Playgirl magazine has filed for protection from its creditors under Chapter 11 of the U.S. Bankruptcy Code in New York.
The monthly publication, which offers light self-help features, celebrity interviews and a variety of Man of the Month nude photographs, had been losing circulation and advertising revenue steadily for the last several years.
Playgirl Editor Tomi Lewis, reached at her office, said that Playgirl will continue to be published and that the owners plan to keep the company's headquarters in Santa Monica.
"We're working on the October issue right now," said Lewis, who is also the corporate secretary of Playgirl, according to the bankruptcy filing.
She declined to elaborate on the company's plans and would not discuss the bankruptcy court filing.
Started in 1973, Playgirl was selling 1.5 million copies a month within a year. A decade later, circulation had dropped by 60%. Some advertising executives suggested that the Playgirl formula bored the career-oriented women of the 1980s.
Nudity is not enough, they said. "It's like a television show that is one-joke situation comedy. After you tell it, what's left?" said Jim Spero, a senior vice president at the Doyle Dane Bernbach ad agency in Los Angeles. Spero said Playgirl didn't offer the serious political pieces or interviews occasionally found in Playboy magazine.
Other industry observers said it was never clear to advertisers whether Playgirl's readers were only women or also homosexual men.
"I think the biggest question was who was reading the magazine," said Tony Hoyt, the West Coast advertising manager for Cosmopolitan magazine. The magazine's owners have always insisted that it was published for women.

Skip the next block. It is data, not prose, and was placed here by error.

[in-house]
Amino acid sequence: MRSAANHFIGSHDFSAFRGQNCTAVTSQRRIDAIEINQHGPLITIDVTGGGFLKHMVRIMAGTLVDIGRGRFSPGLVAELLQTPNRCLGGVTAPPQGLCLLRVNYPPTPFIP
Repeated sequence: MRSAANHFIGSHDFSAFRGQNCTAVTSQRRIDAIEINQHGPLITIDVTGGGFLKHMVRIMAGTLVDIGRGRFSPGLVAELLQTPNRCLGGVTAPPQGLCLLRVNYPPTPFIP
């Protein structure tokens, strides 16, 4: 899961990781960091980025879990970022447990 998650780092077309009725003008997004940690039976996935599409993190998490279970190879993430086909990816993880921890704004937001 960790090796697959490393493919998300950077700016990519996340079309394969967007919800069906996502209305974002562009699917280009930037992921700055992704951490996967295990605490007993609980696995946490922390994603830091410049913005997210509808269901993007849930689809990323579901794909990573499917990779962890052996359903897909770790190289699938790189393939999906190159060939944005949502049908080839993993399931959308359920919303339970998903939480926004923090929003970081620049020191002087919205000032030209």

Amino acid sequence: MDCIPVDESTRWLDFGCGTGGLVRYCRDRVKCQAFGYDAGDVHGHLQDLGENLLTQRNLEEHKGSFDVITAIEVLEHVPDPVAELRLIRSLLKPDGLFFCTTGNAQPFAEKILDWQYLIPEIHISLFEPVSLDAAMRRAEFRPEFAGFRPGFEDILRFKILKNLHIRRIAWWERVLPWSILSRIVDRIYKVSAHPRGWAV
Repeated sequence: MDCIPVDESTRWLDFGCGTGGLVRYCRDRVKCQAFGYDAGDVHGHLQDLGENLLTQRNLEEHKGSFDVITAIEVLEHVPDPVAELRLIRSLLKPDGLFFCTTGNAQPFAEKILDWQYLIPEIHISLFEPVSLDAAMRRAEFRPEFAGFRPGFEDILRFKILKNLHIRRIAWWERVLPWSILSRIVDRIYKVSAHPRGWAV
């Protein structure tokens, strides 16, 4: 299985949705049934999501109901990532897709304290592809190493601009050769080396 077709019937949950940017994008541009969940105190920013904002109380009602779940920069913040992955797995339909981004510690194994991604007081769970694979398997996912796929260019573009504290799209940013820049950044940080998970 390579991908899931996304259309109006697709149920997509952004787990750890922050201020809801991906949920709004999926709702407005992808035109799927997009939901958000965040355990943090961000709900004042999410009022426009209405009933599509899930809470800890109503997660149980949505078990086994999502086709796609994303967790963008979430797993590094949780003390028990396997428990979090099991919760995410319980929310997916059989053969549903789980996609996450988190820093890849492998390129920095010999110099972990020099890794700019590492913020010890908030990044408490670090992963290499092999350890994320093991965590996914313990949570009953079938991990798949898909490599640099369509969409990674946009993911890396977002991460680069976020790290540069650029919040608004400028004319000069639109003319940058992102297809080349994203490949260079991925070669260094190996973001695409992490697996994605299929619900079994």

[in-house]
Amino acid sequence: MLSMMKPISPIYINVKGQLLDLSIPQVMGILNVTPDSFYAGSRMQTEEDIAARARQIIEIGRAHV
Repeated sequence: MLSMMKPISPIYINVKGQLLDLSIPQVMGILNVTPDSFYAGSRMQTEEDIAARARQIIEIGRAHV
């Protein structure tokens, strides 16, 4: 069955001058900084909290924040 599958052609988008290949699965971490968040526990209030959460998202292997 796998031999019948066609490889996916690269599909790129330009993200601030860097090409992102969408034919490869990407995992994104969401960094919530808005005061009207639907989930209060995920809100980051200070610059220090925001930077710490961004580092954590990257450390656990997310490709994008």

The magazine filed for bankruptcy court protection on May 23, shortly after one of its owners, Ira Ritter, sold his share as a result of messy courtroom battle with his former partner, Stephen L. Geller. Ritter also sold his interest in Ritter Geller Communications, which operated Playgirl, a book publishing business, a cable television management firm and Slimmer magazine. Ritter Geller Communications has also filed for protection in bankruptcy court.
Taken together, Playgirl and Ritter Geller Communications reported an accumulated deficit of $4,160,715, according to the bankruptcy filing. Among the companies' biggest creditors were New York-based Warner Publishing, which was owed $1.3 million, and Arcata Graphics-Buff of DePew, N.Y., which was owed $1.2 million. Warner distributed Playgirl's newsstand copies and Arcata published the magazine, former employees said.
The bankruptcy filing also identifies Playgirl's new part-owner as Lusso Enterprises. Former Playgirl Vice President Rand Richardson said the new owner is Carl Ruderman, a New York businessman with interests in High Society and Cherie, two men's magazines. Ruderman didn't return telephone calls to his New York office on Wednesday.
Former Ritter Geller employees said that finances had been tight at the magazine firm for some time. Laurie Berger, former editor of Slimmer magazine, said employees had to bring their own pencils and paper to work.
"There was no such thing as a wall calender or a Roledex in that office," she said. Berger left Slimmer a month ago.
PLAYGIRL AT A GLANCE
Year Revenue Pages Circulation 1985 NA* NA* 575,547 1984 $1.374 million 420 606,041 1983 $1.584 million 444 640,225 1982 $1.692 million 484 672,508 1981 $1.900 million 437 726,719 1980 $3.225 million 511 784,963 1979 $3.921 million 409 NA*
Advertising revenue and page source: Folio Magazine.
Circulation source: Audit Bureau of Circulations.